Halloween marks the beginning of sweets season; a time to shamelessly indulge in desserts for a solid two months of bliss.  

Kids tend to be less discerning, grabbing whatever brightly colored sugar treat or foil-wrapped holiday chocolate that comes their way. But what if you’re not keen on the traditional Halloween candy bars that pile up in offices and in orange-colored plastic bowls by the front door? Those with more sophisticated palates, namely gown-ups, tend to be pickier, looking for more flavor beyond blood-sugar-spiking sweetness as well as a greater variety of textures. 

Luckily, the East Bay is home to a bounty of sweet treats, with numerous bakeries, patisseries and chocolatiers serving familiar favorites and new inventions. Nosh created a round-up of treats for adults to explore some of the East Bay’s most decadent desserts that are well worth the couple extra dollars. Adults can turn to these treats as a reward for sewing their children’s jellyfish costume and shepparding them to the neighborhoods with the best candy, or anytime their sweet tooth is fussing for a fix. 

Simurgh makes a wide variety of baklava including the classic pistachio. Credit: Simurgh Bakery

Baklava from Simurgh Bakery

Calling all baklava connoisseurs: if you thought you knew baklava—the classic pastry dating back to the Ottoman Empire made of phyllo dough, nuts and honey—think again. Simurgh Bakery makes five different types of the sweet, crunchy dessert, expanding the horizons of the Bay Area’s baklava lovers.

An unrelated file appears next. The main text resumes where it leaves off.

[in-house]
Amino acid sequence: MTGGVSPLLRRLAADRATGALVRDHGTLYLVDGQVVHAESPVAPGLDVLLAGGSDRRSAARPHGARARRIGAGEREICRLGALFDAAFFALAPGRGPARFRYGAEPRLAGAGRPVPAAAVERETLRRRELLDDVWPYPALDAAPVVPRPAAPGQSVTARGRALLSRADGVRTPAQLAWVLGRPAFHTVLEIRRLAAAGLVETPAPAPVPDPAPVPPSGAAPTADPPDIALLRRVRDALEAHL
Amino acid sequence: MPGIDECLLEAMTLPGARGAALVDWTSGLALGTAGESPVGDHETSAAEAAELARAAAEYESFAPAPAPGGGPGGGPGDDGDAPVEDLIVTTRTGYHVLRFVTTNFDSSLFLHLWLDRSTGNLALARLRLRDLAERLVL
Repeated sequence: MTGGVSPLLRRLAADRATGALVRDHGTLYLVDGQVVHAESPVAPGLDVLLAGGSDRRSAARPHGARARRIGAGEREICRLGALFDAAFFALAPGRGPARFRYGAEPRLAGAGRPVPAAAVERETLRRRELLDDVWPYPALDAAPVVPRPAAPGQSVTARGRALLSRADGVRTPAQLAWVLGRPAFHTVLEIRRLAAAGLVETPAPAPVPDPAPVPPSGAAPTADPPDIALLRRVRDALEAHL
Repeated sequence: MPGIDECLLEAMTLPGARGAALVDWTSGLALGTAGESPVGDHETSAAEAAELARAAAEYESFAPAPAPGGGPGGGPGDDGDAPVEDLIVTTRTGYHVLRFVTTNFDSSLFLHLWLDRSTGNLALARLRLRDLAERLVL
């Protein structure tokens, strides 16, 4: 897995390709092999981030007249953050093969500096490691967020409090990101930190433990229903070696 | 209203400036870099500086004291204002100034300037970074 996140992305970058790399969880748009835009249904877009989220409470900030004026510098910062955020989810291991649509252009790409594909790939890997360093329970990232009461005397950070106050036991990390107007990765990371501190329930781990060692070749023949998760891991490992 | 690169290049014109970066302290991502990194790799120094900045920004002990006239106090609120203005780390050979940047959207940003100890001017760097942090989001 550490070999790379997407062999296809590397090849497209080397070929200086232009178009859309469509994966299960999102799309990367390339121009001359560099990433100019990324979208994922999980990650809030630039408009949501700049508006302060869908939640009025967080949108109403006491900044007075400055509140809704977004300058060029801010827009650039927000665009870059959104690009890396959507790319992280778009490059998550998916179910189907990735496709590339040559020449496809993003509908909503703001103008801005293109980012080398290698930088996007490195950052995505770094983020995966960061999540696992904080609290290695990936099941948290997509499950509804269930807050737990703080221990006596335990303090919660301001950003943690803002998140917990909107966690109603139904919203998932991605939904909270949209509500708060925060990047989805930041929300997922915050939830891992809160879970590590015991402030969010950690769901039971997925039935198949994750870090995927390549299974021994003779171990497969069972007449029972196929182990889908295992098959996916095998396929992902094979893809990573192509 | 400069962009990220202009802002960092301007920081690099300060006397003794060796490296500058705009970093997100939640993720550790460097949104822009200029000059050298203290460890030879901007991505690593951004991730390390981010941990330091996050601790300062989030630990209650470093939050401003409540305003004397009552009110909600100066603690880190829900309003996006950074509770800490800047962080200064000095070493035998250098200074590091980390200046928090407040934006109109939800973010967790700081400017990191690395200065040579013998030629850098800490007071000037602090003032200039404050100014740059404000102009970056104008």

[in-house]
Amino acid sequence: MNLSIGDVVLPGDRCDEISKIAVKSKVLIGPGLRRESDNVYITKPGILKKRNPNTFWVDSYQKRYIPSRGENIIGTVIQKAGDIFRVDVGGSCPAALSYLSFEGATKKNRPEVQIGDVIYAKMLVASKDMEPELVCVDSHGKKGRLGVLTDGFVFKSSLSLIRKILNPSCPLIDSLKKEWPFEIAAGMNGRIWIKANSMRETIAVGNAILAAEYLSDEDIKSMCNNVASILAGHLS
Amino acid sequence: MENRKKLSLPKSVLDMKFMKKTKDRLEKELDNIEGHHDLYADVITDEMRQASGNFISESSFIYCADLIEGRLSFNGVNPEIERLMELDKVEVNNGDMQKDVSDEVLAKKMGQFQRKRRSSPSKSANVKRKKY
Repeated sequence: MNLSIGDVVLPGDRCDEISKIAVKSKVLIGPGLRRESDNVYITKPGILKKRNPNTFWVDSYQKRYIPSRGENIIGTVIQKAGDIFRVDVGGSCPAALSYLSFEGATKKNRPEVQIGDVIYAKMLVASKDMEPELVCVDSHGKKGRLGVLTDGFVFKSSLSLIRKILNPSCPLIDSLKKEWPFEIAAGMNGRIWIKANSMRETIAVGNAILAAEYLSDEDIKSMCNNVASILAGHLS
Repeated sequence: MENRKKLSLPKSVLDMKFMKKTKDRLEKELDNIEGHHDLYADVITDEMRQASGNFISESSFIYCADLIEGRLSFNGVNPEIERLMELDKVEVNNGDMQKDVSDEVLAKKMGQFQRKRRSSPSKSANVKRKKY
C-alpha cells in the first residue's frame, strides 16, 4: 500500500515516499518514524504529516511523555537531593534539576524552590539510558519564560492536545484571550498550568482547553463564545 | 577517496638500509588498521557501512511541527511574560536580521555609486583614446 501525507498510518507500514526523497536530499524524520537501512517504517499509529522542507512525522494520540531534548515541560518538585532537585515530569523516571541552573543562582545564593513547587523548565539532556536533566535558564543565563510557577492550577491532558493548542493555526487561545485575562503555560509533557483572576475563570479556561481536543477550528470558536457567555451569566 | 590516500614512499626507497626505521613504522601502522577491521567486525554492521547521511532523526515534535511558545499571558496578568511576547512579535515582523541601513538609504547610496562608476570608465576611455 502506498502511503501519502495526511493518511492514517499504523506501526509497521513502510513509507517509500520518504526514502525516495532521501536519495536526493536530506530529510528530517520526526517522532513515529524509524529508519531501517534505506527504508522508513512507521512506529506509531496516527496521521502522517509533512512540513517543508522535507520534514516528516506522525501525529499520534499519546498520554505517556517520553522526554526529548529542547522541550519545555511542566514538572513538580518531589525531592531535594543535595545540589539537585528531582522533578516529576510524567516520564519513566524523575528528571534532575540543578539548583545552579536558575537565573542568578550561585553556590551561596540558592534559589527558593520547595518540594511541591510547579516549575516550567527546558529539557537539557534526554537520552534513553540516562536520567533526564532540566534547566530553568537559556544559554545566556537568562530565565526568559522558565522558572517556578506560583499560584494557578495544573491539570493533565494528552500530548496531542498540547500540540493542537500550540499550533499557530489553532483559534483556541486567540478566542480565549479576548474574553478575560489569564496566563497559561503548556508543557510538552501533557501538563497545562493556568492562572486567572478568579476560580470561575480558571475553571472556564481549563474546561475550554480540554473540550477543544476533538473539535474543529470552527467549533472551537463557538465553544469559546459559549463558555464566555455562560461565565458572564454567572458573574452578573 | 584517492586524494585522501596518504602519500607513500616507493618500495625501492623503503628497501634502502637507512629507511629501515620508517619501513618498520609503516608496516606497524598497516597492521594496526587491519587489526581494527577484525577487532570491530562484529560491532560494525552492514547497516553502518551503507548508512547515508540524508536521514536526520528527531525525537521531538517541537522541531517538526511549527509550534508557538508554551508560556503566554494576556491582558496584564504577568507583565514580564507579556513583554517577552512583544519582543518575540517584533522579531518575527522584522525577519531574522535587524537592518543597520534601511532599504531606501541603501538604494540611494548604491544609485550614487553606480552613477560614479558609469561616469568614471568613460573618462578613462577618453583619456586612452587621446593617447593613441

In addition to making the classic triangle pistachio baklava, Simurgh’s founder Hatice Yildiz, a native of Turkey, makes pistachio rolls and wraps with similar ingredients but with different layers and shapes of phyllo dough. She further spins the classic dessert with a date and walnut baklava and a chocolate-filled version. 

Simurgh Bakery is open for breakfast, lunch and dinner, serving other Turkish favorites, like handmade grape leaves and kebabs. Simurgh Bakery, 4125 San Pablo Ave., Emeryville; simurghbakery.com

Crumble & Whisk Patisserie’s beet and berry cheesecake expertly mixes sweet and savory. Credit: Crumble & Whisk Patisserie

Beet and Berry Cheesecake from Crumble & Whisk Patisserie

In another dessert for folks who like a little savory with their sweets, the earthy flavors of beets pair seamlessly with the fruity punch of blueberry in this unique cheesecake. The two commingle in a red wine reduction purée combined with the classic cheesecake filling and topped with blueberry compote.  

Chef Charles Ferriér started Crumble & Whisk in 2013, and his cheesecakes are not only delicious, but aesthetically impressive, often topped with flowers and psychedelic-looking swirls. In addition to their storefront in Laurel, Crumble & Whisk is often in attendance at several East Bay farmers markets and offers multiple pick-up options. Crumble & Whisk Patisserie, 4104 MacArthur Blvd., Oakland; crumbleandwhisk.com

Gregory’s Gourmet Desserts caters to chocolate lovers with its rich chocolate cream pie. Credit: Gregory’s Gourmet Desserts

Chocolate Cream Pie from Gregory’s Gourmet Desserts

Chocoholics look no further, the chocolate cream pie from Gregory’s Gourmet Desserts is a must have. It’s a goopy, messy, decadent pie that doesn’t disappoint folks who want a classic dessert done right. 

Gregory’s is a cult-favorite institution located in a basement in uptown Oakland and lovingly referred to as an “underground bakery.”